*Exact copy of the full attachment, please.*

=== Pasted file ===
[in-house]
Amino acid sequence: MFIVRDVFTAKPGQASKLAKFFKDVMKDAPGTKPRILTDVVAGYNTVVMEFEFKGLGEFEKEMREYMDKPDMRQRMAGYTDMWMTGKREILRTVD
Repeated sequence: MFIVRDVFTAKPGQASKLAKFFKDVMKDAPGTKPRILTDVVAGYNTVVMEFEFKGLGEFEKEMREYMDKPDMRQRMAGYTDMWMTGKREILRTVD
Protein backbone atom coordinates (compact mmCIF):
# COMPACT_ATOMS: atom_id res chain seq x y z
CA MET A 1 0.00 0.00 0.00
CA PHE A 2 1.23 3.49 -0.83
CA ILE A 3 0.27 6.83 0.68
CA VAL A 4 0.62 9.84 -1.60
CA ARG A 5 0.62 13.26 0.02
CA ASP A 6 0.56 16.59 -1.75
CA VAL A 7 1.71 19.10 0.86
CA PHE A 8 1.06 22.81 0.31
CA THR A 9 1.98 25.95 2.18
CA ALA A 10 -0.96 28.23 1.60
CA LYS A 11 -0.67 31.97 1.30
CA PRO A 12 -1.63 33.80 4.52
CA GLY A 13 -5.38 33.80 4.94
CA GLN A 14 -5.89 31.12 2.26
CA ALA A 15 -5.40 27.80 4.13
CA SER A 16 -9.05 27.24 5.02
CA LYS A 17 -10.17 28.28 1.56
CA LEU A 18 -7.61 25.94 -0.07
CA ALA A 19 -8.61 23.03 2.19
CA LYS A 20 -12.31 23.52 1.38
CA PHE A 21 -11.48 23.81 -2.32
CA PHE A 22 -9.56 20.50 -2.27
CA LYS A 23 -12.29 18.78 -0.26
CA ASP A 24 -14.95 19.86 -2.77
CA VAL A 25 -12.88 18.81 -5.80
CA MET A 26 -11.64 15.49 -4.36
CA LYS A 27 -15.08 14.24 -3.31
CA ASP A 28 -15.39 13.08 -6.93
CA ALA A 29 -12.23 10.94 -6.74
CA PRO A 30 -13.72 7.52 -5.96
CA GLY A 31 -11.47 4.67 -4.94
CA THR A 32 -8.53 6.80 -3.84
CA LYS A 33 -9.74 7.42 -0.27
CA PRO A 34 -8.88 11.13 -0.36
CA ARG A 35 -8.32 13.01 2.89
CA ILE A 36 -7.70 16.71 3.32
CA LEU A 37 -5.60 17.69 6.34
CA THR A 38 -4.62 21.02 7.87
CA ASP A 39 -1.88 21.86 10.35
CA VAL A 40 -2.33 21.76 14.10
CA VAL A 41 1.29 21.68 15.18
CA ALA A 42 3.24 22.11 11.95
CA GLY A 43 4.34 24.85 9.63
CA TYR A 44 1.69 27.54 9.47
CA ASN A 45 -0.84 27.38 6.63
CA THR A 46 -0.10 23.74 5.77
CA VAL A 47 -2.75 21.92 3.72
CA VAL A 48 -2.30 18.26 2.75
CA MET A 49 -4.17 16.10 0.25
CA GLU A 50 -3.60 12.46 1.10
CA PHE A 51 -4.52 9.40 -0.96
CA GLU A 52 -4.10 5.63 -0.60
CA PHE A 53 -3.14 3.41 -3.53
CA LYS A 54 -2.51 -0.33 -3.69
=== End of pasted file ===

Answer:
[in-house]
Amino acid sequence: MFIVRDVFTAKPGQASKLAKFFKDVMKDAPGTKPRILTDVVAGYNTVVMEFEFKGLGEFEKEMREYMDKPDMRQRMAGYTDMWMTGKREILRTVD
Repeated sequence: MFIVRDVFTAKPGQASKLAKFFKDVMKDAPGTKPRILTDVVAGYNTVVMEFEFKGLGEFEKEMREYMDKPDMRQRMAGYTDMWMTGKREILRTVD
Protein backbone atom coordinates (compact mmCIF):
# COMPACT_ATOMS: atom_id res chain seq x y z
CA MET A 1 0.00 0.00 0.00
CA PHE A 2 1.23 3.49 -0.83
CA ILE A 3 0.27 6.83 0.68
CA VAL A 4 0.62 9.84 -1.60
CA ARG A 5 0.62 13.26 0.02
CA ASP A 6 0.56 16.59 -1.75
CA VAL A 7 1.71 19.10 0.86
CA PHE A 8 1.06 22.81 0.31
CA THR A 9 1.98 25.95 2.18
CA ALA A 10 -0.96 28.23 1.60
CA LYS A 11 -0.67 31.97 1.30
CA PRO A 12 -1.63 33.80 4.52
CA GLY A 13 -5.38 33.80 4.94
CA GLN A 14 -5.89 31.12 2.26
CA ALA A 15 -5.40 27.80 4.13
CA SER A 16 -9.05 27.24 5.02
CA LYS A 17 -10.17 28.28 1.56
CA LEU A 18 -7.61 25.94 -0.07
CA ALA A 19 -8.61 23.03 2.19
CA LYS A 20 -12.31 23.52 1.38
CA PHE A 21 -11.48 23.81 -2.32
CA PHE A 22 -9.56 20.50 -2.27
CA LYS A 23 -12.29 18.78 -0.26
CA ASP A 24 -14.95 19.86 -2.77
CA VAL A 25 -12.88 18.81 -5.80
CA MET A 26 -11.64 15.49 -4.36
CA LYS A 27 -15.08 14.24 -3.31
CA ASP A 28 -15.39 13.08 -6.93
CA ALA A 29 -12.23 10.94 -6.74
CA PRO A 30 -13.72 7.52 -5.96
CA GLY A 31 -11.47 4.67 -4.94
CA THR A 32 -8.53 6.80 -3.84
CA LYS A 33 -9.74 7.42 -0.27
CA PRO A 34 -8.88 11.13 -0.36
CA ARG A 35 -8.32 13.01 2.89
CA ILE A 36 -7.70 16.71 3.32
CA LEU A 37 -5.60 17.69 6.34
CA THR A 38 -4.62 21.02 7.87
CA ASP A 39 -1.88 21.86 10.35
CA VAL A 40 -2.33 21.76 14.10
CA VAL A 41 1.29 21.68 15.18
CA ALA A 42 3.24 22.11 11.95
CA GLY A 43 4.34 24.85 9.63
CA TYR A 44 1.69 27.54 9.47
CA ASN A 45 -0.84 27.38 6.63
CA THR A 46 -0.10 23.74 5.77
CA VAL A 47 -2.75 21.92 3.72
CA VAL A 48 -2.30 18.26 2.75
CA MET A 49 -4.17 16.10 0.25
CA GLU A 50 -3.60 12.46 1.10
CA PHE A 51 -4.52 9.40 -0.96
CA GLU A 52 -4.10 5.63 -0.60
CA PHE A 53 -3.14 3.41 -3.53
CA LYS A 54 -2.51 -0.33 -3.69